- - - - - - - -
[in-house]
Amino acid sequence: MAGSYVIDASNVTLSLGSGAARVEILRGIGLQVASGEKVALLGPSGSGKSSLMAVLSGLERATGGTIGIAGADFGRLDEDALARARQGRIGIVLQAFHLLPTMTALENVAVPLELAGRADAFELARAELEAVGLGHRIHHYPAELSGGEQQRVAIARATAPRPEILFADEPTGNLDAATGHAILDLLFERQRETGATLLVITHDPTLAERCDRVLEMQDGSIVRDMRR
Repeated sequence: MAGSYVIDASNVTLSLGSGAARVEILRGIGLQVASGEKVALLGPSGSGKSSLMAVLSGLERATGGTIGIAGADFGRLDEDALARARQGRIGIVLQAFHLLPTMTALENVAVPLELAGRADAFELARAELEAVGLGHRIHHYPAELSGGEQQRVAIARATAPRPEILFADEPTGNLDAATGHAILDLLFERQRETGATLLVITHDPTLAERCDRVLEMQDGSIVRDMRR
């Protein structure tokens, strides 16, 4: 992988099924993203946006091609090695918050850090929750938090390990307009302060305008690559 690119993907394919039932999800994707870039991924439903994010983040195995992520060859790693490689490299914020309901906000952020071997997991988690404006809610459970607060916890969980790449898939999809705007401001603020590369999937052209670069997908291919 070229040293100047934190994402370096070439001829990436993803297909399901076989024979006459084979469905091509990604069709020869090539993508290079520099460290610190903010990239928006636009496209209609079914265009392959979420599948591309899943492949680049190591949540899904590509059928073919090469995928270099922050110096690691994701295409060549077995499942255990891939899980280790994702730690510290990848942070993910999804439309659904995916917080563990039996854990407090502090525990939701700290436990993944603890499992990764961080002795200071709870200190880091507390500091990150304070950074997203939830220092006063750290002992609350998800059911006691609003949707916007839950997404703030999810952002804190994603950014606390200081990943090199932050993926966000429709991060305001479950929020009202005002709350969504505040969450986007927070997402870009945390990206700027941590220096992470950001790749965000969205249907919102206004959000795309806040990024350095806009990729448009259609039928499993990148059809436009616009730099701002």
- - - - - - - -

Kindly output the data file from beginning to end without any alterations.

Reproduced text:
[in-house]
Amino acid sequence: MAGSYVIDASNVTLSLGSGAARVEILRGIGLQVASGEKVALLGPSGSGKSSLMAVLSGLERATGGTIGIAGADFGRLDEDALARARQGRIGIVLQAFHLLPTMTALENVAVPLELAGRADAFELARAELEAVGLGHRIHHYPAELSGGEQQRVAIARATAPRPEILFADEPTGNLDAATGHAILDLLFERQRETGATLLVITHDPTLAERCDRVLEMQDGSIVRDMRR
Repeated sequence: MAGSYVIDASNVTLSLGSGAARVEILRGIGLQVASGEKVALLGPSGSGKSSLMAVLSGLERATGGTIGIAGADFGRLDEDALARARQGRIGIVLQAFHLLPTMTALENVAVPLELAGRADAFELARAELEAVGLGHRIHHYPAELSGGEQQRVAIARATAPRPEILFADEPTGNLDAATGHAILDLLFERQRETGATLLVITHDPTLAERCDRVLEMQDGSIVRDMRR
């Protein structure tokens, strides 16, 4: 992988099924993203946006091609090695918050850090929750938090390990307009302060305008690559 690119993907394919039932999800994707870039991924439903994010983040195995992520060859790693490689490299914020309901906000952020071997997991988690404006809610459970607060916890969980790449898939999809705007401001603020590369999937052209670069997908291919 070229040293100047934190994402370096070439001829990436993803297909399901076989024979006459084979469905091509990604069709020869090539993508290079520099460290610190903010990239928006636009496209209609079914265009392959979420599948591309899943492949680049190591949540899904590509059928073919090469995928270099922050110096690691994701295409060549077995499942255990891939899980280790994702730690510290990848942070993910999804439309659904995916917080563990039996854990407090502090525990939701700290436990993944603890499992990764961080002795200071709870200190880091507390500091990150304070950074997203939830220092006063750290002992609350998800059911006691609003949707916007839950997404703030999810952002804190994603950014606390200081990943090199932050993926966000429709991060305001479950929020009202005002709350969504505040969450986007927070997402870009945390990206700027941590220096992470950001790749965000969205249907919102206004959000795309806040990024350095806009990729448009259609039928499993990148059809436009616009730099701002």